Quantity of Light is not the same as Quality of Light: Part 2

quantity-of-light-is-not-the-same-as-quality-of-light-part-2

I’m here to dispel a myth. Quantity of light isn’t the same as quality of light.

There’s a common misconception that the more light you have, the better your photo will be. But an accomplished photographer knows the difference between ‘quantity of light’ and ‘quality of light’.

In my first post in this series, I shared some tips on using reflectors on your shoots. In this post, we’re going to talk about when to use flash. Get ready to break out your strobes. Here we go…

I once worked with a photographer who told me, “I never use flash!” His way of dealing with low light situations was to crank up his ISO and open his aperture as wide as he could – usually f/1.2 or f/1.4 in rooms with very little ambient light. Why is this a bad idea? Well, it depends on what type of result you want to get.

If you want …

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Quantity of Light is not the same as Quality of Light: Part 1

casey-fatchett-photography062

I’m here to dispel a myth. Quantity of light isn’t the same as quality of light.

There’s a common misconception that the more light you have, the better your photo will be. But an accomplished photographer knows the difference between ‘quantity of light’ and ‘quality of light’.

Here’s a great example of this myth in action: a client calls you to schedule a portrait session. Immediately, they think (out loud), “Let’s do our portrait session at NOON because that’s when there’s a lot of light!”

Of course, this is actually one of the worst times of day for portraits, because the direct overhead light is very harsh. Early morning and late afternoon (the ‘golden hours’) are much better, because the light is more complimentary and doesn’t cast harsh shadows on the subject’s face.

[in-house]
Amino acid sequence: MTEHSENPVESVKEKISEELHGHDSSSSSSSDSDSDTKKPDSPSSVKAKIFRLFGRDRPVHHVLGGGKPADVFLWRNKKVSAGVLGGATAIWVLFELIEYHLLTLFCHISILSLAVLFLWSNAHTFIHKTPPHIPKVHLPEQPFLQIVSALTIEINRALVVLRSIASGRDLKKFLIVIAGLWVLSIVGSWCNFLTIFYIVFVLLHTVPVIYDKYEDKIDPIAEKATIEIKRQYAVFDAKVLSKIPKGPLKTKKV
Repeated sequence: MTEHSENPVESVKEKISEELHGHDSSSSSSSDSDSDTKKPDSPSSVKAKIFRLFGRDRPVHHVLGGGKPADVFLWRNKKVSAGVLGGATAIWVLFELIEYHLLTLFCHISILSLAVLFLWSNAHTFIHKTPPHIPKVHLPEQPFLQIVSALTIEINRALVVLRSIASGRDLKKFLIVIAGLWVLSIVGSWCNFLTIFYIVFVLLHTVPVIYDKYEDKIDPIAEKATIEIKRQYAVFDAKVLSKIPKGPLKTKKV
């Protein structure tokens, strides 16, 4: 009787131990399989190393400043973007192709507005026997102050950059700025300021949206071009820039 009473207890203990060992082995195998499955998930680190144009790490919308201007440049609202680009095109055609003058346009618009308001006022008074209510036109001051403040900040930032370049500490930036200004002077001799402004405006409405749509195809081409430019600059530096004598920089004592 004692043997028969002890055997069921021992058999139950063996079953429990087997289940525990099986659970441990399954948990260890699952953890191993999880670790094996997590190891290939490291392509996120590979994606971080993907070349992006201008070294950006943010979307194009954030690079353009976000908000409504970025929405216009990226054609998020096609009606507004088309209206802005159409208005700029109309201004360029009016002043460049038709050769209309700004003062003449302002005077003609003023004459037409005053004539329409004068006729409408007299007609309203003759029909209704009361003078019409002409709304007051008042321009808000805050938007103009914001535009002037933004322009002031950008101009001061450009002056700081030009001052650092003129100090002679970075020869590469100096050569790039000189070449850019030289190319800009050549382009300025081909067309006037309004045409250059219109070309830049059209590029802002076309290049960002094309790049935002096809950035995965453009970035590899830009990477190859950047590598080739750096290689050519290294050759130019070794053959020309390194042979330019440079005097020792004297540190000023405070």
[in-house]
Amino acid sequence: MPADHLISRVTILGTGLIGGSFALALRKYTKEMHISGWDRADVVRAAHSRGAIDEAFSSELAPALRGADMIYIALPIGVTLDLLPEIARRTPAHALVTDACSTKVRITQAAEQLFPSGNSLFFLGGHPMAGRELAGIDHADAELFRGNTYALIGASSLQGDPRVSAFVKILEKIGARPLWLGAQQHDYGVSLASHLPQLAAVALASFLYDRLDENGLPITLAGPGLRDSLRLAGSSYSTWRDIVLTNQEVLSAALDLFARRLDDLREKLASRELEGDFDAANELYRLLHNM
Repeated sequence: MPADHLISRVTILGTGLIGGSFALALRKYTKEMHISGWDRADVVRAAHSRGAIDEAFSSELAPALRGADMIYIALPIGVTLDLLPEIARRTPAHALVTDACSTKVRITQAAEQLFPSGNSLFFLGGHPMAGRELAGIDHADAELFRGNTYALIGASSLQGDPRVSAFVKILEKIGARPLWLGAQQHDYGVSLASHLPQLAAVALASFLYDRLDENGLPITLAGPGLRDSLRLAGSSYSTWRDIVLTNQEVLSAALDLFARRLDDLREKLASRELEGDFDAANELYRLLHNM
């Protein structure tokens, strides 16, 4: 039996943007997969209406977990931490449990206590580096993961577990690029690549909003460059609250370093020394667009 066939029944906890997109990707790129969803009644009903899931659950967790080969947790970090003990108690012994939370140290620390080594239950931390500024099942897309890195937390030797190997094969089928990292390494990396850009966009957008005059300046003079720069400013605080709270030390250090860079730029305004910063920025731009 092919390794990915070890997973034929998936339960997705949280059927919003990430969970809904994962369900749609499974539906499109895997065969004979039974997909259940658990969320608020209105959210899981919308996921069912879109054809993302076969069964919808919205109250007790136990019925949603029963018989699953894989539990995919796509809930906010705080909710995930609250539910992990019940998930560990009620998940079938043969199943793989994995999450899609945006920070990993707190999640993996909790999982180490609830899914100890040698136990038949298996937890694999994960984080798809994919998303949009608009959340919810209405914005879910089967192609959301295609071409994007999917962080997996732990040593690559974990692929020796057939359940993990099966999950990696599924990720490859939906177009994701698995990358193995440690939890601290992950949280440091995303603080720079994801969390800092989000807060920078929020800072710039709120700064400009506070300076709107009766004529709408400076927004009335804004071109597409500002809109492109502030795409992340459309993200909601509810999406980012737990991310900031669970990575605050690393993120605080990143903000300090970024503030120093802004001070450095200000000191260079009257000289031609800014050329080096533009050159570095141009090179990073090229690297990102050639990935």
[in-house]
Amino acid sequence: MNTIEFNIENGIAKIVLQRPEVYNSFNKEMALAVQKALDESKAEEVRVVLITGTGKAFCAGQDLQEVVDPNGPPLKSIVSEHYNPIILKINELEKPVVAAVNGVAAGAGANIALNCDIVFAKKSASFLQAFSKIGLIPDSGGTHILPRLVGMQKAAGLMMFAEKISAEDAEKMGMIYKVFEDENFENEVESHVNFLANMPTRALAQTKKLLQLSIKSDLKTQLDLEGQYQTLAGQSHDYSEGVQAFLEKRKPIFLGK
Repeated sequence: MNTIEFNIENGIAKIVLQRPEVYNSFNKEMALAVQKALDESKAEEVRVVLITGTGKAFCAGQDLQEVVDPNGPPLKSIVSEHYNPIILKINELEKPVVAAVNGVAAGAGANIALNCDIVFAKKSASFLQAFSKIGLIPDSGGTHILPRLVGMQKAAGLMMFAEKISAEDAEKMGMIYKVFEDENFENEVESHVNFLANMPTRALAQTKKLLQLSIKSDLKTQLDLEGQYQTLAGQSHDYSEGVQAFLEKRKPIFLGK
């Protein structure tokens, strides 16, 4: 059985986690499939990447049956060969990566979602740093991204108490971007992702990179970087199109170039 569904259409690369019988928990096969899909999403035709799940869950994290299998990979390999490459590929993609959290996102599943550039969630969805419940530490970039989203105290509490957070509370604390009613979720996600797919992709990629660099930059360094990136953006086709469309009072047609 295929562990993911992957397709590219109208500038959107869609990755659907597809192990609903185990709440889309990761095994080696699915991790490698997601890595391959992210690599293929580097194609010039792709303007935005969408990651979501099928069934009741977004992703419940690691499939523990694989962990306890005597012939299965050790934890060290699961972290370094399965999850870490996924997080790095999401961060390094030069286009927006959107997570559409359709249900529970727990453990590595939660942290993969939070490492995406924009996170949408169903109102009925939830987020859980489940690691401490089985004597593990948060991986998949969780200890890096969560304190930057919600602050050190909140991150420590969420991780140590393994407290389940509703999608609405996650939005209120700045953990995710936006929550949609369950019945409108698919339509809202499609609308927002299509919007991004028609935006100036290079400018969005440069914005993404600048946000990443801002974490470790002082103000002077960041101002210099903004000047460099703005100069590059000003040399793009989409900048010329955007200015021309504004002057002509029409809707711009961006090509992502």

But how can you overcome harsh light in the middle of the day? Well, the easiest and cheapest way to handle …

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How to Avoid Burning out on Photography

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This is what the last 30 days have looked like for me. The collage above is representative of:

• 4 weddings • 5 engagement sessions • 2 bridal fashion shows • 1 fashion/catalogue shoot • 6 museum exhibits photographed • 4 days photographing the Frieze New York Art Fair • Approximately 120 hours taking pictures • Approximately 8975 photos (after editing)

Sure, it’s good to be busy. I’m not complaining about that. However, it’s a heavy workload, which made me think: it’s time to address the subject of ‘burnout.’

Being ‘burnt out’ can take many forms – feeling tired (physically and emotionally), lacking enthusiasm about your work, experiencing apathy, irritability, and frustration. None of those things are good for your pictures, your business, or your life! And you don’t have to work a ridiculous number of hours in a short period of time to feel this way; it could be a prolonged process of constantly grinding away at your work and feeling like it never …